There you have it : go for improvements in the (low to mid) rpm range at these speeds.

They'll allow you to keep in the higher gear longer, drive slower while still maintaining good FE (when overall engine efficiency drops because of lower rpm, driving slower will not gain any mpg anymore), or even gear up in the future.


I'm sort of in the same boat.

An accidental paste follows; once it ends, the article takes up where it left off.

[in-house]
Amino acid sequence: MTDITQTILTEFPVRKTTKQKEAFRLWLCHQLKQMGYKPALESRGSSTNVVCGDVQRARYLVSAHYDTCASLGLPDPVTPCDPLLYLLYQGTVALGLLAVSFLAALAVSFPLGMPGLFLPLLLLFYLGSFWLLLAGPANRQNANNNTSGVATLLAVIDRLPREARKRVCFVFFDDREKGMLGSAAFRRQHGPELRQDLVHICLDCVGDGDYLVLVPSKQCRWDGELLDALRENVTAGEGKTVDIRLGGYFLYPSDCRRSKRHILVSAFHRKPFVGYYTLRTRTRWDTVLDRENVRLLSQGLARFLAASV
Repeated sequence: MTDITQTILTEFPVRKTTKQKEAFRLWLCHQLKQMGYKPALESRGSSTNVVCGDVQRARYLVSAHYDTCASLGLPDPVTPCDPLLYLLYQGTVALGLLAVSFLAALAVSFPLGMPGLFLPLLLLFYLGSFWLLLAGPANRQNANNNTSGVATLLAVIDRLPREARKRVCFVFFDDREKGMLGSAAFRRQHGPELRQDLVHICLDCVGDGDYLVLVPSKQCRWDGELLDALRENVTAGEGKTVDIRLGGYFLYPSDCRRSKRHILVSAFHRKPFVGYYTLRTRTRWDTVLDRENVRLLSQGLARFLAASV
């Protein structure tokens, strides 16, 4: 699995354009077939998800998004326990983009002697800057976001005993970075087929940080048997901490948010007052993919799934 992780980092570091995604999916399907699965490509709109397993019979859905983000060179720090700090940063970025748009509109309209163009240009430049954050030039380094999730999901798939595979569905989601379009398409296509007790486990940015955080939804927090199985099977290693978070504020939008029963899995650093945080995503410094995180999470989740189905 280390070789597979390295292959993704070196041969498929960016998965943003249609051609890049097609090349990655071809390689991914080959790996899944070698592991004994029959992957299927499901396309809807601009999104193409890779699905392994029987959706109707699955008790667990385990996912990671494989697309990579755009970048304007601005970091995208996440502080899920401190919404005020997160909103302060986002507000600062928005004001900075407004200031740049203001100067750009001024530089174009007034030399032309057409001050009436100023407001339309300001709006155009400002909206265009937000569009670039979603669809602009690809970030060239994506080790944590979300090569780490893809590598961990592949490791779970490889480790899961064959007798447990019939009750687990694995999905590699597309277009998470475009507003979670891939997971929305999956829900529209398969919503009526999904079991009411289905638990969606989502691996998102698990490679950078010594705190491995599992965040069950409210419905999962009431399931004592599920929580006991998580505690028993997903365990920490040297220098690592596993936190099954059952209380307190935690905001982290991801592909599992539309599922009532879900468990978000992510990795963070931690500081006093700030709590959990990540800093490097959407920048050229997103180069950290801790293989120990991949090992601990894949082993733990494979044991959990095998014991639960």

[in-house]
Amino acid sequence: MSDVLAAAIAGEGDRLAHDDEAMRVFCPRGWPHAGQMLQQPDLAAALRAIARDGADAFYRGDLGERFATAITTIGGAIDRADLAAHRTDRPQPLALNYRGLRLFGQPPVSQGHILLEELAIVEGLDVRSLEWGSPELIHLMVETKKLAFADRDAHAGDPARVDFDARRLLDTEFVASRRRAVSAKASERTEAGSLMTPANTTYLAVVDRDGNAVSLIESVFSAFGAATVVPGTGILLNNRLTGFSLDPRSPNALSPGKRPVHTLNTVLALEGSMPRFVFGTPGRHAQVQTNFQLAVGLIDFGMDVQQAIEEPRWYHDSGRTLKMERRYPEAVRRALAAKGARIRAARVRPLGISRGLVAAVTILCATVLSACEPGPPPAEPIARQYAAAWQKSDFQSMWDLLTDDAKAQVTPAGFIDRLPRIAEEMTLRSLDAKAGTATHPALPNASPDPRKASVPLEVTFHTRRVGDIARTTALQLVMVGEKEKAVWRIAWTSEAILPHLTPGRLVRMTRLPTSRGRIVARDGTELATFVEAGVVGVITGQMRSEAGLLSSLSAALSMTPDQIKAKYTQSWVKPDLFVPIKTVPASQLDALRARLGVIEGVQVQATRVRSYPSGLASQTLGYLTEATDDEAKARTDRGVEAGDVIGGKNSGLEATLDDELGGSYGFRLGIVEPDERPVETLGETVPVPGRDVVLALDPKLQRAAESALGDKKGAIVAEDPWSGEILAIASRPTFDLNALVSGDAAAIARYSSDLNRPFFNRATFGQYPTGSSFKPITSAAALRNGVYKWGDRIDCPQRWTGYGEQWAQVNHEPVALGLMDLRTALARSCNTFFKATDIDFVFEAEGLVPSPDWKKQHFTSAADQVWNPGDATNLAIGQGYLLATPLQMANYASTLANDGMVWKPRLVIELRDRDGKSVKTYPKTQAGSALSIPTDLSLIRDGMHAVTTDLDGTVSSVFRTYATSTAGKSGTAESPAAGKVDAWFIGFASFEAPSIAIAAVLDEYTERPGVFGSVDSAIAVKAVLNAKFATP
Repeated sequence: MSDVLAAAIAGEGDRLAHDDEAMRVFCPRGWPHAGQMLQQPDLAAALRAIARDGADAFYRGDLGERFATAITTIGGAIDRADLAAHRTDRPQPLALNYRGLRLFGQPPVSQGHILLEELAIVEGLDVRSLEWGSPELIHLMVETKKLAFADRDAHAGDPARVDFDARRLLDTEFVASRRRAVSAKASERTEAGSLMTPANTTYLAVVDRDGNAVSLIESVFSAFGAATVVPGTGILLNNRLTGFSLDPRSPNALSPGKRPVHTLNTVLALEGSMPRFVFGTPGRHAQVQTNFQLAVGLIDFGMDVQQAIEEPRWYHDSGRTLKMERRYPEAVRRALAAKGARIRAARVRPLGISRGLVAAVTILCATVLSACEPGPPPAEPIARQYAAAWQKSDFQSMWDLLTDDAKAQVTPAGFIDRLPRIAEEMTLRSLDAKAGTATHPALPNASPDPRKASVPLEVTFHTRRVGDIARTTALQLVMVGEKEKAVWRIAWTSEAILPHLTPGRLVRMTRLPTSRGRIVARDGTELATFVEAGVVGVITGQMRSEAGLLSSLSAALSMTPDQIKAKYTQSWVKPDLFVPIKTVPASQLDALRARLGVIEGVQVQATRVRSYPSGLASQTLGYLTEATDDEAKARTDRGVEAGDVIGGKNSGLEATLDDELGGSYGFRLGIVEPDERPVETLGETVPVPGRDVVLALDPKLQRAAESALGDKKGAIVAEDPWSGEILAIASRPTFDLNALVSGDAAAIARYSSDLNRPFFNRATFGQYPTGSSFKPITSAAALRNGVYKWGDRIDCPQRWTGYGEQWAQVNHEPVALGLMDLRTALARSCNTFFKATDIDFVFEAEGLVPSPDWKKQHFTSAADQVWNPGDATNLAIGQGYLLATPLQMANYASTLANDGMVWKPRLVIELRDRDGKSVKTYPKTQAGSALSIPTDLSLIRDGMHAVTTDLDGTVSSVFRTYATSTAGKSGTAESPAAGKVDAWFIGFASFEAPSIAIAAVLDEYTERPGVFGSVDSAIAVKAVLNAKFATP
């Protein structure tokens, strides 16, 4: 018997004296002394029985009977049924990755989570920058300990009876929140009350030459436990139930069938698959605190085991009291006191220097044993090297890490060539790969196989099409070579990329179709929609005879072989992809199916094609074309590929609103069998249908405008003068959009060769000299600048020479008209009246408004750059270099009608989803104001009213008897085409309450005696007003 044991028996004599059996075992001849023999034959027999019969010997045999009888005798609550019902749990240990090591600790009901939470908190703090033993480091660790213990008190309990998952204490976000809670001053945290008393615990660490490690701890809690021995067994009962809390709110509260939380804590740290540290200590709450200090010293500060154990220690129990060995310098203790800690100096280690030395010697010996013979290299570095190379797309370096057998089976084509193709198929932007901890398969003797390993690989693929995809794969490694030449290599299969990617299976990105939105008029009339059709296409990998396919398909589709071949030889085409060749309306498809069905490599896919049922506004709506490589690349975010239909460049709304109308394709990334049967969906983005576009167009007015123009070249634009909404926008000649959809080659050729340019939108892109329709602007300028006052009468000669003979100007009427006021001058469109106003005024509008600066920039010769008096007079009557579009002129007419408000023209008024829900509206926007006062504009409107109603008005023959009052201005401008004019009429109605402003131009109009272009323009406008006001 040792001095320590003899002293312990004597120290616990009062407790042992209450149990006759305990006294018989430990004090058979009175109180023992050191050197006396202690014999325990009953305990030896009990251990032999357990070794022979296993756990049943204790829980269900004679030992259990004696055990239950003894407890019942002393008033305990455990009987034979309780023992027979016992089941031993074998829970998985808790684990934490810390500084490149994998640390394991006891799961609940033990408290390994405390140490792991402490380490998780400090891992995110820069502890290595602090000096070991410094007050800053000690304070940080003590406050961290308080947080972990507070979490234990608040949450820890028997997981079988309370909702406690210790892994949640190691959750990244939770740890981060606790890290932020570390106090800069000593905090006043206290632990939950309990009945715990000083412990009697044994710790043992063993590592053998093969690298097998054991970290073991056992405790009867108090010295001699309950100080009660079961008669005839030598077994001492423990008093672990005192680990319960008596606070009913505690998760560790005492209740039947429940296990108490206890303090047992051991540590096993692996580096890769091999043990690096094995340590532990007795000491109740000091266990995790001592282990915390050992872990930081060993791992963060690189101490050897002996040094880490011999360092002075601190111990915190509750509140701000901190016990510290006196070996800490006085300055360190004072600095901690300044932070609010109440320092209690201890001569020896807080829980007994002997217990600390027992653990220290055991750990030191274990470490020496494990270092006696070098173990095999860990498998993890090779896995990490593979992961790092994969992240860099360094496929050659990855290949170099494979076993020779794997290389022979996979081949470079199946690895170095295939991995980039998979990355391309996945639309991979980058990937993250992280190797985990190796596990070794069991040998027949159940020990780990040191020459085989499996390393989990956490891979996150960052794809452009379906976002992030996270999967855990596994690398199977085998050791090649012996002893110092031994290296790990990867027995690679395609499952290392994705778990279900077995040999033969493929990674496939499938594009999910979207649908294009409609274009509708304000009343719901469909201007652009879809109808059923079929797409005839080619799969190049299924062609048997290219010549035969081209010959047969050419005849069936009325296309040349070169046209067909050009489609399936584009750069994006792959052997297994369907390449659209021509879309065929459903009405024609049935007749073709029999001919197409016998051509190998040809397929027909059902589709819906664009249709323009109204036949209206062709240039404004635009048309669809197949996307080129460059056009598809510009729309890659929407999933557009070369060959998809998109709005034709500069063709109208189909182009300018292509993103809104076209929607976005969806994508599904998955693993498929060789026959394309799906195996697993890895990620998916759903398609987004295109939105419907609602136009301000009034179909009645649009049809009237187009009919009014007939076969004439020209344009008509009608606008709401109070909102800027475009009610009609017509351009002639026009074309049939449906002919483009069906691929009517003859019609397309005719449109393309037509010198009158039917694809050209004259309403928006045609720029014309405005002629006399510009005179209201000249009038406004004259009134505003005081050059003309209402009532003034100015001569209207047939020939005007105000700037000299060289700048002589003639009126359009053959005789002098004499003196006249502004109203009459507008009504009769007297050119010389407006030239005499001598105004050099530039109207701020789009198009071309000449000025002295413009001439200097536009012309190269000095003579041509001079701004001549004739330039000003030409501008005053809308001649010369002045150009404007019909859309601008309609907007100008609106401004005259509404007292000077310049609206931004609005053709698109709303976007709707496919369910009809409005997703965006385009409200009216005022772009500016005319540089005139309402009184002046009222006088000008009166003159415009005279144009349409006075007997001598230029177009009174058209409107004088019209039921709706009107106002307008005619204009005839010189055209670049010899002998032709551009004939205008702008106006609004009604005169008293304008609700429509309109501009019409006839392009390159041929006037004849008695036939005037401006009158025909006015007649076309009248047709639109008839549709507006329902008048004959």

@100 kph / 62mph and 2000 rpm in 5th (top) gear, driving slower doesn't help anymore to get better mpg.
Even a small incline seriously increases the FC.
The car can't be driven efficiently @ 90 kph (which is the official extra urban speed limit here) - it's consuming more fuel than @ 100kph.
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Old 02-07-2011, 05:07 AM   #26 (permalink)